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Benjamin managed to complete the marathon with the stranger who talked him down from a bridge when he was at his lowest point, feeling suicidal.
They spent the majority of the race with their arms around each other for emotional support and have now become two very close friends.
The “stranger on the bridge,” Laybourne, yelled “what an amazing experience!” as the two ran the last mile. “We did it!” he added as they crossed the finish line.
They ran to support the charity Heads Together, the mental health campaign founded by the three young Royals. The pair managed to raise over £30,000 for the charity.
Neil, who spotted the lone figure of a young man standing still on the London Waterloo Bridge amid the commuters while walking to work, stopped to talk to him, telling Jonny: “It’ll get better mate, you will get better.” After an invitation for coffee, Neil successfully talked Jonny back down to safety. After a 25 minute conversation, the emergency services stepped in and the pair went their separate ways.
Jonny, who was diagnosed with schizoaffective disorder when he was 20, has spoken frankly about his own mental health struggles, which played a part in his reason for standing on Waterloo Bridge contemplating suicide.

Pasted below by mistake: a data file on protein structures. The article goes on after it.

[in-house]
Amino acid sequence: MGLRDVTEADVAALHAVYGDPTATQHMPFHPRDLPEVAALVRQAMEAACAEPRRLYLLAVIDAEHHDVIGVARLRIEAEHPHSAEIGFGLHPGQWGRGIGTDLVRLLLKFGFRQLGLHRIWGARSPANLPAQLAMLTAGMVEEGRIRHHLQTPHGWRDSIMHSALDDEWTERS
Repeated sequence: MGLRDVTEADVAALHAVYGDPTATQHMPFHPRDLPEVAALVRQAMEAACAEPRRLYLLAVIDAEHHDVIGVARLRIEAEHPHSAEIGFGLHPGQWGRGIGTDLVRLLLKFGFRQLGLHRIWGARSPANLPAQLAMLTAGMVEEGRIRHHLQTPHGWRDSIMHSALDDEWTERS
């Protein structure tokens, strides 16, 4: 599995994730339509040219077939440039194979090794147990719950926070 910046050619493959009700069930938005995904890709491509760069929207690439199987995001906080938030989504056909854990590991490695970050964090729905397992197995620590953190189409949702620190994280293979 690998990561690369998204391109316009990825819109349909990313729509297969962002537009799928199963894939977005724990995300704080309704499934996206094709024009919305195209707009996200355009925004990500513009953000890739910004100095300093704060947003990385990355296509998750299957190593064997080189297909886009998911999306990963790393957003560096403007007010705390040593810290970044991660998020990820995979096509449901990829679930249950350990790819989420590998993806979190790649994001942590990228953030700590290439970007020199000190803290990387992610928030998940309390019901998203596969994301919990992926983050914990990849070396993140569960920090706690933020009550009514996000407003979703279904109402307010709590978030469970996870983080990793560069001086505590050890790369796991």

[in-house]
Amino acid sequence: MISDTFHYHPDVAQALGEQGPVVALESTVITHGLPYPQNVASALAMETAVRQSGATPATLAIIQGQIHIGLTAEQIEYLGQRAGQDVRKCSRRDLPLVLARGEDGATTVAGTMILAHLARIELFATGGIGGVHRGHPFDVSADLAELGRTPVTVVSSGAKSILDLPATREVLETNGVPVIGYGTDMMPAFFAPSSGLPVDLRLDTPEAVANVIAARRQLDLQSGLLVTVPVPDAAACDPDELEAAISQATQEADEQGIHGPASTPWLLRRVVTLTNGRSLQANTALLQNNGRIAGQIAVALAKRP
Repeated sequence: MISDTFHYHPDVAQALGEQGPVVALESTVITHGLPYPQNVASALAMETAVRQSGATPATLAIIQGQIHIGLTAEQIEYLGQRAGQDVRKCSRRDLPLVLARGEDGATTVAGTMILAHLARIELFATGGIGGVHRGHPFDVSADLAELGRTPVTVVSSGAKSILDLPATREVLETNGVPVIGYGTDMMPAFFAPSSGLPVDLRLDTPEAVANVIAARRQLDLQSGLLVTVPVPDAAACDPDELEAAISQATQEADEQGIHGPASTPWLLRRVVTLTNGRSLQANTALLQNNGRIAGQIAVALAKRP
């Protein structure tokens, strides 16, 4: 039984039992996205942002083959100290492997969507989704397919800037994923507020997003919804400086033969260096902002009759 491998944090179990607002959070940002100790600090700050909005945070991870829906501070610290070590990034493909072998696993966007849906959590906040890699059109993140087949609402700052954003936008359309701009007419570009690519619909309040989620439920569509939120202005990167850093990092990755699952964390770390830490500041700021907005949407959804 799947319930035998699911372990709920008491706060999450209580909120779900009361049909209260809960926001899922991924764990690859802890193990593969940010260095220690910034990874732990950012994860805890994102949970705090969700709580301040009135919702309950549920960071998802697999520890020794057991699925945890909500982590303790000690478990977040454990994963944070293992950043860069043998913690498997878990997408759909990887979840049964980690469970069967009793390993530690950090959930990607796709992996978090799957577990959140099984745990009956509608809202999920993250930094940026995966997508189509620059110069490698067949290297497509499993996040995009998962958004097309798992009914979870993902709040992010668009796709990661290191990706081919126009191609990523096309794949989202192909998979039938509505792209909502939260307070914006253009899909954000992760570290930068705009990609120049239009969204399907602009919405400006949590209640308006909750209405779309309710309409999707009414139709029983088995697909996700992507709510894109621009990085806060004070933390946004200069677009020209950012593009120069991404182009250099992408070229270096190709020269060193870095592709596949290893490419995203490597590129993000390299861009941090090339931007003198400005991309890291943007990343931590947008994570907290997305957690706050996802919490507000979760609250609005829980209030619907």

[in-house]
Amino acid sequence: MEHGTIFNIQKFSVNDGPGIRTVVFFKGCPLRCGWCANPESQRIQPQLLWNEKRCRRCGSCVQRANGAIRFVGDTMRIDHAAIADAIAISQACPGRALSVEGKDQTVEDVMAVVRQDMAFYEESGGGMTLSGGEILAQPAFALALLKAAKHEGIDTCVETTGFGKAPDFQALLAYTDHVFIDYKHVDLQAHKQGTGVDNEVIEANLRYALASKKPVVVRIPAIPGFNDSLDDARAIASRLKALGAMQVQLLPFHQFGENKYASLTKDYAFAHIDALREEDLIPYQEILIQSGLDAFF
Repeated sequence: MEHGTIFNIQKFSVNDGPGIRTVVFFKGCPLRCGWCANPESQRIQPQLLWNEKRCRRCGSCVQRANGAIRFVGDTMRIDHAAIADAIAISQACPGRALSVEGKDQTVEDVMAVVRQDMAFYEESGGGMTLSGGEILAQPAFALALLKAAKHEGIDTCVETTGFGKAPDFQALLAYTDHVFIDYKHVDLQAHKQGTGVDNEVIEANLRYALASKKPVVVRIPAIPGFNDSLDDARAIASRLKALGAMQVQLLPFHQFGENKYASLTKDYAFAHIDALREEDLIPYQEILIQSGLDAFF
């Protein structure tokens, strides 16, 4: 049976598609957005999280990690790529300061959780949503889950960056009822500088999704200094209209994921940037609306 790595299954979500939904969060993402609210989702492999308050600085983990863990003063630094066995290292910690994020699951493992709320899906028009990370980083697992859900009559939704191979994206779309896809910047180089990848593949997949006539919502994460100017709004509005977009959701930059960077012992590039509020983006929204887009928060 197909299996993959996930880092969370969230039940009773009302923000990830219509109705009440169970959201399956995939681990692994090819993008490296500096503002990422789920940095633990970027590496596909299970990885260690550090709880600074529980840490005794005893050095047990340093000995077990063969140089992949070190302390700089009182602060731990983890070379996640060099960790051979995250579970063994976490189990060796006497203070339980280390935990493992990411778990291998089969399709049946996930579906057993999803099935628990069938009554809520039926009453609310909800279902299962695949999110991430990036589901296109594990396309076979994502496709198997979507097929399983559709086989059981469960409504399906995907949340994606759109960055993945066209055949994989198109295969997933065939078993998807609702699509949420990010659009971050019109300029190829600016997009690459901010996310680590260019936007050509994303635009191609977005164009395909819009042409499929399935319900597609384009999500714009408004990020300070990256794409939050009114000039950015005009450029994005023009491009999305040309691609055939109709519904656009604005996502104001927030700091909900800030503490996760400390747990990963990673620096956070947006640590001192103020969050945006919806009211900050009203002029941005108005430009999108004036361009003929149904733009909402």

It was only in 2014, when Jonny launched a social media campaign to find and thank the stranger. He started the nationwide campaign in the U.K. and called it “Find Mike” – his nickname he made for Laybourn. It worked.
Eight years after the incident, the two were reunited and have kept in contact as they prepared to run the London Marathon to raise awareness and money towards mental health. They want to get people talking about the difficult subject.
As part of their powerful and important message, the two met with Prince Harry and the Duke and Duchess of Cambridge in March 2016 where they discussed mental health and efforts to prevent suicide. The royal couple then convinced the pair to run the race for Heads Together.
“It’s going to be emotional, very emotional,” Benjamin told The Telegraph about running the marathon. “But we’re all in it together and I’m excited to be a part of it – it’s a privilege.”
“I’m feeling really positive about it,” Laybourn added. “When you’ve said it, and you’ve told Heads Together you’re doing it, you can’t undo it then.”
They finished the marathon together in 5 hours and 26 minutes, coming to see crowds of people cheering them on.
Shortly before the marathon, Jonny wrote: “Admittedly, I haven’t done the training I needed for it. It’s been a tough year so far with my relapse and going back into hospital, family illness, and most recently my Uncle and then Grandma passing away a few days ago. But I WILL complete the 26 miles! Even if I have to crawl some of the way!!”
And, he did.